If the money and years are accurate, there should be no issue with Matt Garza coming to Milwaukee. The perfect confluence of events — developing young pitchers and expiring contracts — would make this an ideal signing for the Milwaukee Brewers.
Though nothing was official as of Thursday evening, fans were debating how much of an impact the Garza signing will have on the Brewers’ playoff hopes. Regardless of the outcome, Milwaukee is a better club now than they were in December and they’ve set themselves up with a competitive rotation into 2014 and 2015 as well. Some argue it’s too risky of a deal because of Garza’s injury history, the price tag (reportedly $52 million) and the four-year commitment.
Normally, I’d advise against the cash strapped Brewers from inking a free agent pitcher with even a hint of health problems. While signing a pitcher off the market presents a risk for any club in MLB, the Brewers generally can’t afford to make a mistake and pay for a player on the disabled list. That’s normally reserved for the big spenders in New York, Boston and Los Angeles.
In the past, Milwaukee wasn’t set up to succeed, or even survive, signing a pitcher and watching him miss long periods of time with an injury. Fortunately for the Brewers, they currently have some of their best organizational starting pitcher depth in recent memory. While there are no “sure things” among the young hurlers, the Brewers have seven or eight legitimate pitchers (some with higher ceilings) to give them quality innings should Garza go down for any length of time.
Young guys who can start in the minors, but come up later, include Tyler Thornburg, Jimmy Nelson, Johnny Hellweg and Hiram Burgos. There are also a few veterans who can make a couple starts or fill in the gaps out of the pen. Newly-acquired Will Smith, former starter Tom Gorzelanny, hard-throwing Alfredo Figaro and “everyman” Donovan Hand. There are plenty of options here, giving guys a chance to step up if needed, alternate starts or give Milwaukee flexibility to work a trade during the season. These same pitchers can be utilized should any of the other starters get hurt or struggle to perform.
As far as the money goes, it’s not “ace money,” so it doesn’t cripple the Brewers this season. As the year plays out and they know if they are contending, the Brewers can add or subtract players to bring the payroll down or push for the postseason. Not to mention, there’s a small possibility Milwaukee finds a team to take some of Rickie Weeks‘ remaining money in a trade. The Garza deal would need the approval of owner Mark Attanasio, so general manager Doug Melvin knows he’d have the flexibility and authority to add at the deadline if needed.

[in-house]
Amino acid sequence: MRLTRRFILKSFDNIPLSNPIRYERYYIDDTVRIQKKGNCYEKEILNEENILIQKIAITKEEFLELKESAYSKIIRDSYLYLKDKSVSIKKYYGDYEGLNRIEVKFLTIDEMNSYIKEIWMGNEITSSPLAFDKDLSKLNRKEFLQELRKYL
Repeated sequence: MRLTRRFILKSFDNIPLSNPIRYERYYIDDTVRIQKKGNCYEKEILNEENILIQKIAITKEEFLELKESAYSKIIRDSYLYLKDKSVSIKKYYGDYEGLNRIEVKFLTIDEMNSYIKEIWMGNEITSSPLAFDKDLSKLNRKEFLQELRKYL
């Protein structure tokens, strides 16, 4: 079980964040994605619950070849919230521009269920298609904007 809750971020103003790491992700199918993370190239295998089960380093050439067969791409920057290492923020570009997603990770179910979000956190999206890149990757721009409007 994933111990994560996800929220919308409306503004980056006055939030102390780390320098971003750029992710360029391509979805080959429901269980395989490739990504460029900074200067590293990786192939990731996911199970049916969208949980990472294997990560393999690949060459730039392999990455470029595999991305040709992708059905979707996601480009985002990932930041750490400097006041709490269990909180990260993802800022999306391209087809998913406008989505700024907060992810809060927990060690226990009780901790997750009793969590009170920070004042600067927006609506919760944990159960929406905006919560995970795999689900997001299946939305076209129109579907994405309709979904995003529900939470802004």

Moving into the next few seasons, the contract fits in nicely with what the Brewers could keep or let go. Yovani Gallardo has a $13 million club option they can decline if his production continues to decline itself. That would be right about the same cost for a year of Garza. Aramis Ramirez has a mutual option for next season, so again the Brewers could shed salary to diversify funds, even with Garza in town. Weeks, should he remain on the club this season, won’t get his vesting option, so that means more money off the books. Then looking into 2016, Kyle Lohse‘s deal is over after the 2015 campaign, again creating space for additional cash for Garza.
Figuring the contract will be a little back loaded, you can see there is plenty of room for free agents, arbitration jumps, raises and trades to supplement the remaining talent. Meanwhile, the pitching staff should be developing to a point where more players slide in effectively. Gallardo leaves and Thornburg takes over. Next, Lohse goes elsewhere and Nelson finds a starting role. That’s on top of veterans Wily Peralta and Marco Estrada, and a handful of other hurlers potentially making their way up to the bigs.
Once official, this becomes a sneaky-good deal that leaves the Brewers with a puncher’s chance to compete in the playoffs, but also covers the Crew on the back end, should it blow up in their face. Credit Melvin and company for a shrewd move.